Some students making ambitious post-graduation plans

Brooke Wacha at WRVOAfter nearly 1,400 students participate in the first graduation ceremonies in the new Campus Center on Saturday, May 19, they will head off for their own new beginnings.

Commencement for the College of Arts and Sciences will take place at 9 a.m. Those graduating from the School of Business and School of Education will take part in the 1:30 p.m. ceremony.

Amanda Polun will return to the U.S. Department of State’s passport services in the Bureau of Consular Affairs. During her internship there last summer, Polun found herself helping in the middle of an international crisis when Israel closed its borders with Lebanon in response to terrorist activity, and the State Department needed workers to staff a special 24-hour crisis response center.

“Part of my job was talking to U.S. citizens with family and friends there, taking information, putting it in a database for the staff in Lebanon, getting people flight information,” she recalled. “You create such a connection with people when you know you’re helping and making a difference.”

A business major from Homer, Polun was surprised to earn the paid position in “one of the best internship programs” available. She will return there for a three-month paid internship, expecting it to result in a permanent position.

Her time in Oswego, the internship and professors like Steven Abraham in management have her interested in a future in international affairs, with the potential for overseas assignments if she stays with the State Department.

Brooke Wacha, a broadcasting major from South Salem, will participate in the competitive International Radio and Television Society’s Summer Fellowship Program in New York City. Only 15 to 20 students earn the all-expense-paid fellowships from a pool of around 800 applicants.

After a week of orientation workshops and field trips, she will have an eight-week placement doing “a little bit of everything” at MJI Interactive, which provides news and Web content for hundreds of radio stations.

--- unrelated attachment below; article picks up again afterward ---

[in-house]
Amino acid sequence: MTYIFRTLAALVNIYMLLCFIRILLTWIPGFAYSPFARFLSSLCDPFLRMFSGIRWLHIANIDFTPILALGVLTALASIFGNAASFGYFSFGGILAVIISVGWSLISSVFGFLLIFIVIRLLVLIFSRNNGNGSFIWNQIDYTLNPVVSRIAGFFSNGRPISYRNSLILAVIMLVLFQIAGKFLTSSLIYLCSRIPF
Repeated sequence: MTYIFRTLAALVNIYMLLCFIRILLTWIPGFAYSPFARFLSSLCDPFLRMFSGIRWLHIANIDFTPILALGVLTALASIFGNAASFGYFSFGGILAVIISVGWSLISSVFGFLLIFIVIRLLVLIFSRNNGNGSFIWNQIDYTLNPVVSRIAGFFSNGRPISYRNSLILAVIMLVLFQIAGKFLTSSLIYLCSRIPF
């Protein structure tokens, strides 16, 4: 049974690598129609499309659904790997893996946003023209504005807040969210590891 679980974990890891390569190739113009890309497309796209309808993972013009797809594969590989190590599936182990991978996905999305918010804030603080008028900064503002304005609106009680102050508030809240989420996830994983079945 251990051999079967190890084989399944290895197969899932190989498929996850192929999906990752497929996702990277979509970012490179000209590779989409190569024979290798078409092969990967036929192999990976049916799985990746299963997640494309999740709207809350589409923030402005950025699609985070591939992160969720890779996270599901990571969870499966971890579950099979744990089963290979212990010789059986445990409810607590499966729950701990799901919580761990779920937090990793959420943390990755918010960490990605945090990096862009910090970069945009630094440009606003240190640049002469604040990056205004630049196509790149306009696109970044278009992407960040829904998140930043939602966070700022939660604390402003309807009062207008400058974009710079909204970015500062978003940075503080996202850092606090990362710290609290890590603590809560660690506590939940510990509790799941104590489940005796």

“I’m looking forward to the research end of it, helping radio stations make better connections with listeners,” said Wacha. “I’m very interested in how listeners think and how radio stations can appeal to them.”

Wacha said time with campus-based National Public Radio affiliate WRVO was a big plus. She said the staff was accessible and allowed her hands-on work as an intern, volunteer and student producer. She also praised Oswego’s “really amazing” professors who tend to bring work experience into the classroom.

“I’m hoping that through the fellowship I can make connections and find a job, preferably in New York City,” Wacha said. “It’s the biggest metro market and someplace I’d like to be.”

Rick Shea’s next step combines working full-time with autistic students in an early-intervention preschool program and attending graduate school in adolescence special education at the College of St. Rose in Albany.

A native of Fonda, Shea said Oswego’s education program “did a great job preparing me for the real world of teaching. While going through the classes, I didn’t always see the big picture but now that I’m almost done with my student teaching, I do see the big picture.”

Shea also credited the campus residential experience as a crucial part of personal development. “The three years I lived on campus were some of the best experiences in my life,” he said

Abigail Moore will attend Purdue’s doctoral program in English on a prestigious Ross Fellowship. She will pursue literary studies, focusing on American literature and feminist theory.

Working in the Office of Learning Services’ Writing Center and assistant teaching a composition class convinced her that she wants to become a professor, she said.

Moore, who is completing her master’s in English at Oswego, said many of her professors encouraged her, and she particularly credited her mentor, Patricia Clark of the English and creative writing department.

For more information on graduation ceremonies, visit the college’s Commencement page.

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PHOTO CAPTION: Ready to connect—After Commencement on May 19, SUNY Oswego broadcasting major Brooke Wacha will tune into the prestigious International Radio and Television Society’s Summer Fellowship Program in New York City. Wacha is shown at campus-based WRVO, where she interned, volunteered and served as a paid student producer. She is one of nearly 1,400 Oswego students eligible to participate in the first Commencement ceremonies in the new Campus Center.

(Posted: May 01, 2007)

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